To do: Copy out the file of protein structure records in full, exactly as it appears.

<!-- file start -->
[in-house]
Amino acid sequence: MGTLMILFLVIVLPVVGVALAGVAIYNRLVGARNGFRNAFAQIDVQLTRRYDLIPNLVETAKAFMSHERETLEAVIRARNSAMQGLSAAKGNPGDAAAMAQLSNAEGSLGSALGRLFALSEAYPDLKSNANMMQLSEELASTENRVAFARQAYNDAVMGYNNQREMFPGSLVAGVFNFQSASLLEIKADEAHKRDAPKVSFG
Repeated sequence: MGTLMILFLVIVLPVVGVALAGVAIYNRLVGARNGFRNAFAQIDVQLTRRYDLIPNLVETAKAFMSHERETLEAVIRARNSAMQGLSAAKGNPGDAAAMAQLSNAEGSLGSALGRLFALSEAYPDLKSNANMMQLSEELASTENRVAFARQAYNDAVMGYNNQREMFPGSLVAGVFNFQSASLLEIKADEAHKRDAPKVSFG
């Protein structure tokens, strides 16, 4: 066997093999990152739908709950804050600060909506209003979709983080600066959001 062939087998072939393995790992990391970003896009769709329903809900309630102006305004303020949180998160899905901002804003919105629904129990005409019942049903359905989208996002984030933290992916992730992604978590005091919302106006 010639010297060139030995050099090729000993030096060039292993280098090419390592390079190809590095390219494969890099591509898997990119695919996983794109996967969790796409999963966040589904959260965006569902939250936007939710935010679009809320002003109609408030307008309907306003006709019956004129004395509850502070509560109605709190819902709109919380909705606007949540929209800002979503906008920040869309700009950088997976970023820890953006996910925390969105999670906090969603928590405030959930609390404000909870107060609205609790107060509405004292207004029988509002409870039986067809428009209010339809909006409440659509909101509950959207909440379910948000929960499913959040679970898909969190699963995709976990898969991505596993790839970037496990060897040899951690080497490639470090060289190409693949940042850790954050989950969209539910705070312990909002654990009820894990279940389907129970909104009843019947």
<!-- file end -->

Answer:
[in-house]
Amino acid sequence: MGTLMILFLVIVLPVVGVALAGVAIYNRLVGARNGFRNAFAQIDVQLTRRYDLIPNLVETAKAFMSHERETLEAVIRARNSAMQGLSAAKGNPGDAAAMAQLSNAEGSLGSALGRLFALSEAYPDLKSNANMMQLSEELASTENRVAFARQAYNDAVMGYNNQREMFPGSLVAGVFNFQSASLLEIKADEAHKRDAPKVSFG
Repeated sequence: MGTLMILFLVIVLPVVGVALAGVAIYNRLVGARNGFRNAFAQIDVQLTRRYDLIPNLVETAKAFMSHERETLEAVIRARNSAMQGLSAAKGNPGDAAAMAQLSNAEGSLGSALGRLFALSEAYPDLKSNANMMQLSEELASTENRVAFARQAYNDAVMGYNNQREMFPGSLVAGVFNFQSASLLEIKADEAHKRDAPKVSFG
């Protein structure tokens, strides 16, 4: 066997093999990152739908709950804050600060909506209003979709983080600066959001 062939087998072939393995790992990391970003896009769709329903809900309630102006305004303020949180998160899905901002804003919105629904129990005409019942049903359905989208996002984030933290992916992730992604978590005091919302106006 010639010297060139030995050099090729000993030096060039292993280098090419390592390079190809590095390219494969890099591509898997990119695919996983794109996967969790796409999963966040589904959260965006569902939250936007939710935010679009809320002003109609408030307008309907306003006709019956004129004395509850502070509560109605709190819902709109919380909705606007949540929209800002979503906008920040869309700009950088997976970023820890953006996910925390969105999670906090969603928590405030959930609390404000909870107060609205609790107060509405004292207004029988509002409870039986067809428009209010339809909006409440659509909101509950959207909440379910948000929960499913959040679970898909969190699963995709976990898969991505596993790839970037496990060897040899951690080497490639470090060289190409693949940042850790954050989950969209539910705070312990909002654990009820894990279940389907129970909104009843019947």